The Labor‐Market Impact of San Francisco's Employer‐Benefit Mandate

39 Pages Posted: 7 Dec 2016

See all articles by Carrie Colla

Carrie Colla

The Dartmouth Institute for Health Policy and Clinical Practice

William Dow

University of California, Berkeley - School of Public Health

Arindrajit Dube

University of Massachusetts Amherst

Date Written: January 2017

Abstract

We evaluate a San Francisco policy requiring employers to provide health benefits or contribute to a public‐option health plan to better understand the incidence of employer mandates through their effects on wages, employment, and prices. We develop an individual case study approach combining border discontinuity in policies and permutation‐type inference using other metropolitan areas. Findings indicate that employment patterns did not change appreciably following the policy, and there is little evidence of significant negative earnings in highly impacted sectors. However, approximately half of the incidence of the mandate in the restaurant sector fell on consumers via surcharges.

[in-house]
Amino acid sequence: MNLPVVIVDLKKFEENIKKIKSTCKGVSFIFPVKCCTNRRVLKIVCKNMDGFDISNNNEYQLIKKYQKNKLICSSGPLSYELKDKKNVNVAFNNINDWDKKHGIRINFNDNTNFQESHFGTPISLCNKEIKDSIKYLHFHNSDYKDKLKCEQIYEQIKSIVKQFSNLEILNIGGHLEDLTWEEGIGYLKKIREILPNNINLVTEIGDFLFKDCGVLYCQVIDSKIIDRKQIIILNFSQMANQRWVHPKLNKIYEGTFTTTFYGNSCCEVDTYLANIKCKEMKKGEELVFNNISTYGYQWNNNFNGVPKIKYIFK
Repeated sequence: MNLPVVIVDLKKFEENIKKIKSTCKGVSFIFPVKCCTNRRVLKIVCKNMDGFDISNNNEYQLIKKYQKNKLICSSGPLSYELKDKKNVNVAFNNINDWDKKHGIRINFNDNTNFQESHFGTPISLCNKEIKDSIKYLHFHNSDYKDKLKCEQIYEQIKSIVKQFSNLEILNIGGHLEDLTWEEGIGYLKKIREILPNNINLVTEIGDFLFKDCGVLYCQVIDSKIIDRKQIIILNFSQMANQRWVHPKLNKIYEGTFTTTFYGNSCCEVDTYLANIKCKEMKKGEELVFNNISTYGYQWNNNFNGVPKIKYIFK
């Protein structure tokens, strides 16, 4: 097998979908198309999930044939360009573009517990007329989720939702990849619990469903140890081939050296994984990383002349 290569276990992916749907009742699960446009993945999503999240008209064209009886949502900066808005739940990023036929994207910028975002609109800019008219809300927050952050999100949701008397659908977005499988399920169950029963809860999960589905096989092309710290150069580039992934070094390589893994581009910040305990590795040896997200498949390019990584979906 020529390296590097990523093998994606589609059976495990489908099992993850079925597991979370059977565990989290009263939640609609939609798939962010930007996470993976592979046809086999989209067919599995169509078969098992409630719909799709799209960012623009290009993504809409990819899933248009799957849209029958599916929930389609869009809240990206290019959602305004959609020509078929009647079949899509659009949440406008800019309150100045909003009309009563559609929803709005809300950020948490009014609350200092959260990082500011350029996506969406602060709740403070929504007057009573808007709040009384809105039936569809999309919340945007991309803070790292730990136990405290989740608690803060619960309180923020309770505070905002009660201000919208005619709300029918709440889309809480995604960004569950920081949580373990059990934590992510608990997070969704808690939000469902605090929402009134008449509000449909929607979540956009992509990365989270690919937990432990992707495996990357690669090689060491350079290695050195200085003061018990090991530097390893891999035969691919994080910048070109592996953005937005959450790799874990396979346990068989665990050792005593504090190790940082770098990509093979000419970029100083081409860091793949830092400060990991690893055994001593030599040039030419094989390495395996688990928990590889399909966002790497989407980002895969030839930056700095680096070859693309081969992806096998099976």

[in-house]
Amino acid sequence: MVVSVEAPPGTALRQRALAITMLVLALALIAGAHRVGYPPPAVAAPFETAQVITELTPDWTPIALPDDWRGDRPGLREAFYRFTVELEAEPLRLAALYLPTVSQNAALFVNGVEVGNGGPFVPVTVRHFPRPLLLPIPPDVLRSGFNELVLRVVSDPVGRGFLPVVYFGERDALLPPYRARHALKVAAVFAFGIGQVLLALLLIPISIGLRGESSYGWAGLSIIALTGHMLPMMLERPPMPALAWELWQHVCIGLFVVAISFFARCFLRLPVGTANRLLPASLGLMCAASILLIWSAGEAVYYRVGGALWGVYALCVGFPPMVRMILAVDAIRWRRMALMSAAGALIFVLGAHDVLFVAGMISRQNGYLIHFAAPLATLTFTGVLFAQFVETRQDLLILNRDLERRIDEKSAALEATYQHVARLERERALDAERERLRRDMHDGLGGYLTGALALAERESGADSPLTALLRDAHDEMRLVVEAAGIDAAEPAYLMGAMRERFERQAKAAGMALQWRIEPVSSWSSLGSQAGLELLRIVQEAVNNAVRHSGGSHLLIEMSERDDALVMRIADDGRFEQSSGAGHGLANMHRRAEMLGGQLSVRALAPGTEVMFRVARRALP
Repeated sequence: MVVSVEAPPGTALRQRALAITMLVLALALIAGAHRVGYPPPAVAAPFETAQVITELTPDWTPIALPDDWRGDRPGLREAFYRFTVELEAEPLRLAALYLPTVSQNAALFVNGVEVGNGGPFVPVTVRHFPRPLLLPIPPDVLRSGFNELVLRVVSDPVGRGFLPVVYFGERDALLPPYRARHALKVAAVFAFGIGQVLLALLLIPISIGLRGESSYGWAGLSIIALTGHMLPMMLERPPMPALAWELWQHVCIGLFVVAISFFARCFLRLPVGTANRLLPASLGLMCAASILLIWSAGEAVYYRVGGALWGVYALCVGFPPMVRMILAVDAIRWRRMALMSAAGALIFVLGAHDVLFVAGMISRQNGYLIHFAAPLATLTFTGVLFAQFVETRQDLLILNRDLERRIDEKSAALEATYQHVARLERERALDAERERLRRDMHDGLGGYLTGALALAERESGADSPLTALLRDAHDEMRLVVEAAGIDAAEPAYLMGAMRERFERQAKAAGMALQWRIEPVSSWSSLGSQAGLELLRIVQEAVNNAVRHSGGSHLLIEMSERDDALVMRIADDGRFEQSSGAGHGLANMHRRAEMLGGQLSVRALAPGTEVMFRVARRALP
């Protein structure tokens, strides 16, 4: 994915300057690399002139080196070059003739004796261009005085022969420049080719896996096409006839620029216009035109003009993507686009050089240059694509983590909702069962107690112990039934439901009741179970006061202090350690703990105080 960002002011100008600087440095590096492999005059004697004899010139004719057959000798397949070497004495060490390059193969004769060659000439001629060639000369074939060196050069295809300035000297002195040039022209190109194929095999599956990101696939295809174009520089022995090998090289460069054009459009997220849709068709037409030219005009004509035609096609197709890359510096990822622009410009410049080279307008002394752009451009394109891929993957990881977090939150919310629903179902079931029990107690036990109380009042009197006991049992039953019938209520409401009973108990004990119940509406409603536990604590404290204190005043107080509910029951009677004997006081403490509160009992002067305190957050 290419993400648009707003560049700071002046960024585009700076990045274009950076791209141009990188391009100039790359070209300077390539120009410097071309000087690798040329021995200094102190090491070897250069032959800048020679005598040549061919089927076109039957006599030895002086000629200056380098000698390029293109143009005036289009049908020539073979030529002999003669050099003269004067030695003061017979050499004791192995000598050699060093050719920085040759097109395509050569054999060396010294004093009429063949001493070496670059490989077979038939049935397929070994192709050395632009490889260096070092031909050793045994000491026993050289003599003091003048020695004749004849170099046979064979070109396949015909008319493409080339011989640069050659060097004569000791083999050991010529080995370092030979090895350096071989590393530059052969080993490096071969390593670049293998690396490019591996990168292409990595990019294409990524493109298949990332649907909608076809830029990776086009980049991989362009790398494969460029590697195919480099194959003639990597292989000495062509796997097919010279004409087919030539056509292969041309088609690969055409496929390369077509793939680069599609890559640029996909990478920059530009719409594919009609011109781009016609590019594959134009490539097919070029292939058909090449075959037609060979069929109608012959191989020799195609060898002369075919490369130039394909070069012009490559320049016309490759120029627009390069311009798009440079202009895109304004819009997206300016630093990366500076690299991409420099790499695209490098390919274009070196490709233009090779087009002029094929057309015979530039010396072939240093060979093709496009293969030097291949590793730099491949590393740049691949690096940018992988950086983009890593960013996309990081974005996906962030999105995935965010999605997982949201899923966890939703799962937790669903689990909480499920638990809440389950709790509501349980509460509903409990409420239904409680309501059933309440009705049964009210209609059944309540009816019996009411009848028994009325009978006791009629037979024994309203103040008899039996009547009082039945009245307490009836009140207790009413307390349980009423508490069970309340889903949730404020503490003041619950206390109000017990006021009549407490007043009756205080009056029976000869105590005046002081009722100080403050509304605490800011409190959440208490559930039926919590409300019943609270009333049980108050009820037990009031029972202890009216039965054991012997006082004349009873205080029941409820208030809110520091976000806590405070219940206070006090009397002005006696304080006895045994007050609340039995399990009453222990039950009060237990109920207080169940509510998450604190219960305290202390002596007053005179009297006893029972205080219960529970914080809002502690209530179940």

Suggested Citation

Colla, Carrie and Dow, William and Dube, Arindrajit, The Labor‐Market Impact of San Francisco's Employer‐Benefit Mandate (January 2017). Industrial Relations: A Journal of Economy and Society, Vol. 56, Issue 1, pp. 122-160, 2017, Available at SSRN: https://ssrn.com/abstract=2881011 or http://dx.doi.org/10.1111/irel.12166

Carrie Colla (Contact Author)

The Dartmouth Institute for Health Policy and Clinical Practice ( email )

Hanover, NH 03755
United States

William Dow

University of California, Berkeley - School of Public Health ( email )

50 University Hall #7360
Berkeley, CA 94720-7360
United States

Arindrajit Dube

University of Massachusetts Amherst ( email )

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